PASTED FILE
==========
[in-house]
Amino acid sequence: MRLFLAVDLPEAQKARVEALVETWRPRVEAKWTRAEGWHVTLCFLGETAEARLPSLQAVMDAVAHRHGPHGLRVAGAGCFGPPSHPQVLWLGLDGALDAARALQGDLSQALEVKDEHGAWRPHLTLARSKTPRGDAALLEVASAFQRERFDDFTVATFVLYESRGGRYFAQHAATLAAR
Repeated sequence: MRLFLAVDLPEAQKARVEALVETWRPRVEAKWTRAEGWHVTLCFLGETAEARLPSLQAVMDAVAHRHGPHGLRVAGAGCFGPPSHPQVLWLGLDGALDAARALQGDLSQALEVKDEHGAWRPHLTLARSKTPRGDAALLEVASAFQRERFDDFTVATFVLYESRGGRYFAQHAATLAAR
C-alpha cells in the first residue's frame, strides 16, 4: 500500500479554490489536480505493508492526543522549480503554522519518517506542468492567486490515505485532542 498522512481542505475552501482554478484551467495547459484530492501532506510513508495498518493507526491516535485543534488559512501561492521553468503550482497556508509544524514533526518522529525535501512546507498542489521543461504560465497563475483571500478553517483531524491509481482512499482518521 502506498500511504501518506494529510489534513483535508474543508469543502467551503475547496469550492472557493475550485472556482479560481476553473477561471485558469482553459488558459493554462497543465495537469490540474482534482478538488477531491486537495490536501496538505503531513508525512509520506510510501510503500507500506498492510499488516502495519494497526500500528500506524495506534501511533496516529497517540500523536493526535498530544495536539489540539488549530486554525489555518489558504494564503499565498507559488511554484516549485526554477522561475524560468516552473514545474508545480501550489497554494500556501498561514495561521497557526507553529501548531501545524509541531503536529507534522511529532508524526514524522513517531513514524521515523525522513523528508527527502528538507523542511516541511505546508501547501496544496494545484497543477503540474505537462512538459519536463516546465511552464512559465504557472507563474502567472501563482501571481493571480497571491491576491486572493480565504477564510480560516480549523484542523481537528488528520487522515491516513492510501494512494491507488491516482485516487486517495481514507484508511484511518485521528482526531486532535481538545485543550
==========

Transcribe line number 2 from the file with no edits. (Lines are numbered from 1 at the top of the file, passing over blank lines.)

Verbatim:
Amino acid sequence: MRLFLAVDLPEAQKARVEALVETWRPRVEAKWTRAEGWHVTLCFLGETAEARLPSLQAVMDAVAHRHGPHGLRVAGAGCFGPPSHPQVLWLGLDGALDAARALQGDLSQALEVKDEHGAWRPHLTLARSKTPRGDAALLEVASAFQRERFDDFTVATFVLYESRGGRYFAQHAATLAAR